My thought was that this sounds like an interesting model for people who wish to live independently with a home-owning carer (ie nurse or doctor) as one of the residents living within the community. It developed int eh right way, it could potentialy eleviate some of our aged care problems...
John Mangan SMH
April 10, 201
Like-minded people are signing up for co-housing for a more sustainable way of living.
''PEOPLE often assume we're hippies,'' says Tania Lewis, as she explains a radical housing development she and two dozen other Melburnians are planning for the city's inner suburbs.
The concept is called co-housing, and it could hardly be further from a rural commune. When complete, the high-density inner-city development will comprise about 30 self-contained, privately owned residences, each with its own kitchen and living areas, sharing a building for group meals and guest bedrooms, and garden space including a vegie patch and chicken coop.
''We all believe in neighbourhood values and sustainability but also, working together, we expect big economies of scale,'' says Dr Lewis, a senior research fellow in RMIT's school of media and communication.
Inspiration for the project comes not from Nimbin but hard-headed Scandinavians, the same people who gave us Lego and IKEA. Dr Lewis says Denmark has hundreds of co-housing developments. Five per cent of all new housing in Denmark is co-housing, and it is becoming popular in the US.
Dr Lewis's group, Urban Coup, is an incorporated body including healthcare professionals, architects, urban planners and environmentalists. Over the past two years it has scoured Melbourne suburbs within a 10-kilometre radius of the CBD, looking for suitable sites and willing developers. It is also looking for a handful more kindred spirits to sign up.
Gilbert Rochecouste, a ''place-maker'' with community building consultant Village Well, says similar schemes have a good record overseas. ''Co-housing is a powerful model that can radically reduce energy usage and open up shared resources, while not asking people to live in a commune. It's about living sustainably in a community but still having your own private space.
''In between a Docklands apartment and the suburban sprawl, there are not many options. We need to start rethinking our models of development. Housing these days tends to assume one size fits all, which has cost us in terms of our well-being, both emotionally and psychologically.
''For example, co-housing gives grandma and grandpa the option to still live in the community, with their children and nieces and nephews, not having to live in a retirement village.''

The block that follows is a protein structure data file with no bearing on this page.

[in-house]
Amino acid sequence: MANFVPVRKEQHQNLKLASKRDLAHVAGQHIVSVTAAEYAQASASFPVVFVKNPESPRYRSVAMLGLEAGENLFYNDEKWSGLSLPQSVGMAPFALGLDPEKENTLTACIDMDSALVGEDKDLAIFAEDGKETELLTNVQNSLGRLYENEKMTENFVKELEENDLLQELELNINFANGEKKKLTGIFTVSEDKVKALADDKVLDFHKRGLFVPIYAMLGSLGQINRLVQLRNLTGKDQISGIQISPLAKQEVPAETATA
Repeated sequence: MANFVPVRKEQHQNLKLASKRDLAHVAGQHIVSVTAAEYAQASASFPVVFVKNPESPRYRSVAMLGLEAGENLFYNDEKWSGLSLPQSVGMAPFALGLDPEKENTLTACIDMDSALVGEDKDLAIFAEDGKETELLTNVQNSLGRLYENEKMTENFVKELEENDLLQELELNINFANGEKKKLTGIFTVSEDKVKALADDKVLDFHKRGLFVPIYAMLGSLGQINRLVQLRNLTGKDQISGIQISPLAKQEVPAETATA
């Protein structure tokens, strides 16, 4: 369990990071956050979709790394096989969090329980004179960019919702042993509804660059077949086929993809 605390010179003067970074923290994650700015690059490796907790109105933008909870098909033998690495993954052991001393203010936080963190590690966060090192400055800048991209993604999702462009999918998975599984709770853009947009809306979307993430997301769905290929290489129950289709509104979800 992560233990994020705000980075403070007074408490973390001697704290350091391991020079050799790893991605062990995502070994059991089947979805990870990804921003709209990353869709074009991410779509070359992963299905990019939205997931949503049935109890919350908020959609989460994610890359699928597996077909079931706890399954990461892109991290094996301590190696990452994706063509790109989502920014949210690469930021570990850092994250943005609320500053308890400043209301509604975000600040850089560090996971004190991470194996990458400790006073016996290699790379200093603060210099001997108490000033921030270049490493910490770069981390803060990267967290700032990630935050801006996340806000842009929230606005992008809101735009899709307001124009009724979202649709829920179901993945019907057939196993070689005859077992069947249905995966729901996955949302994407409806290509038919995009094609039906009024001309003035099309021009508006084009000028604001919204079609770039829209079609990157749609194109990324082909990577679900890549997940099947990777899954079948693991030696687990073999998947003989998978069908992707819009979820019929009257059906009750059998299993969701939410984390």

Urban Coup members are stumping up $450,000 to $500,000 each, with the project expected to have a total budget of up to $15 million. Dr Lewis says the community will not be cheap to buy into, but the shared resources and economies of scale will mean substantial savings in living expenses.
An optimistic mission statement includes commitments to celebrate individuality and community, to respect each other's opinions and boundaries, and to regularly share food together.
As for conflicts, because the community is more united and integrated than a usual suburban block, they expect many typical neighbourhood disputes to be nipped in the bud.
They have, nevertheless, taken steps in their articles of association to structure conflict resolution, with a representative committee and, if necessary, outside mediation from such bodies as the Dispute Settlement Centre of Victoria. A decision-making process includes a schedule of meetings and votes aimed at consensus. Failing that, a majority of 75 per cent not objecting can carry proposals.
Finding the right property is a huge challenge. Paula Jorgenson was part of Merri Cohousing, which spent more than five years planning a development in Melbourne's inner-north but found rising property prices torpedoed its intentions.
That group disbanded, but if the right opportunity came along again, Ms Jorgenson says she would jump at it.
''I don't like living behind a fence,'' she says.
''A more convivial arrangement was exactly what I was looking for.''
Co-housing sends out a message that we can live in a much more authentic, sustainable way, says Mr Rochecouste. ''Our planning laws and regulations need to shift, councils need to be educated as well as developers, but ultimately I think we're going to see a lot more mid-level developers taking this up.''
Dr Lewis says she is looking forward to the fun and benefits of being in a community.
''There are all the activities we can do together when the development is completed, but also we'll be able to share tools, share cars and save energy. Being in a single household is a very inefficient way to live.''